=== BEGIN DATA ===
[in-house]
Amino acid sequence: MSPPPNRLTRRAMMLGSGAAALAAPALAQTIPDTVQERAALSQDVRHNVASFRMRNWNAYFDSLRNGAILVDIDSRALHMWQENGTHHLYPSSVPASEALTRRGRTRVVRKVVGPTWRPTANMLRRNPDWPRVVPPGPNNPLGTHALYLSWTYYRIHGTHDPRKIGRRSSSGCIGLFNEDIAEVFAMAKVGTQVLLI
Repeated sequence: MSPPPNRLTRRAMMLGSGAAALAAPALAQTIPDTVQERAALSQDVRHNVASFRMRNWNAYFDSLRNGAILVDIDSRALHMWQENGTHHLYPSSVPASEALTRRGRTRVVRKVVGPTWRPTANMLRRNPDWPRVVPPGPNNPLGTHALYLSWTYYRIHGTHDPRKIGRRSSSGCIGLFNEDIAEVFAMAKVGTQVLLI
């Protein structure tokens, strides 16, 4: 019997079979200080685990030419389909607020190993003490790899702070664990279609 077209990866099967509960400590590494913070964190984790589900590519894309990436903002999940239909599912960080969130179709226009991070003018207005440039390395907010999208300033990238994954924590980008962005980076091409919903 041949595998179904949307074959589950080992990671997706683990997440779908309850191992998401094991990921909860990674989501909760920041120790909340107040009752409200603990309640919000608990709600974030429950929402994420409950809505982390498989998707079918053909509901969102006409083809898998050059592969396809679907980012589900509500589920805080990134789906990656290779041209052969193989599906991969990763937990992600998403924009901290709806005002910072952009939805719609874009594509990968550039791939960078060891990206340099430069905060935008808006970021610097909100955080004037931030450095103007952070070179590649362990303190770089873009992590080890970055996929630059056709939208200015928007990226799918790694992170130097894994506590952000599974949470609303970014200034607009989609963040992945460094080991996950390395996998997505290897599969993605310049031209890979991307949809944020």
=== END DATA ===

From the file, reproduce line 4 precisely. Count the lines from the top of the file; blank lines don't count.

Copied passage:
């Protein structure tokens, strides 16, 4: 019997079979200080685990030419389909607020190993003490790899702070664990279609 077209990866099967509960400590590494913070964190984790589900590519894309990436903002999940239909599912960080969130179709226009991070003018207005440039390395907010999208300033990238994954924590980008962005980076091409919903 041949595998179904949307074959589950080992990671997706683990997440779908309850191992998401094991990921909860990674989501909760920041120790909340107040009752409200603990309640919000608990709600974030429950929402994420409950809505982390498989998707079918053909509901969102006409083809898998050059592969396809679907980012589900509500589920805080990134789906990656290779041209052969193989599906991969990763937990992600998403924009901290709806005002910072952009939805719609874009594509990968550039791939960078060891990206340099430069905060935008808006970021610097909100955080004037931030450095103007952070070179590649362990303190770089873009992590080890970055996929630059056709939208200015928007990226799918790694992170130097894994506590952000599974949470609303970014200034607009989609963040992945460094080991996950390395996998997505290897599969993605310049031209890979991307949809944020």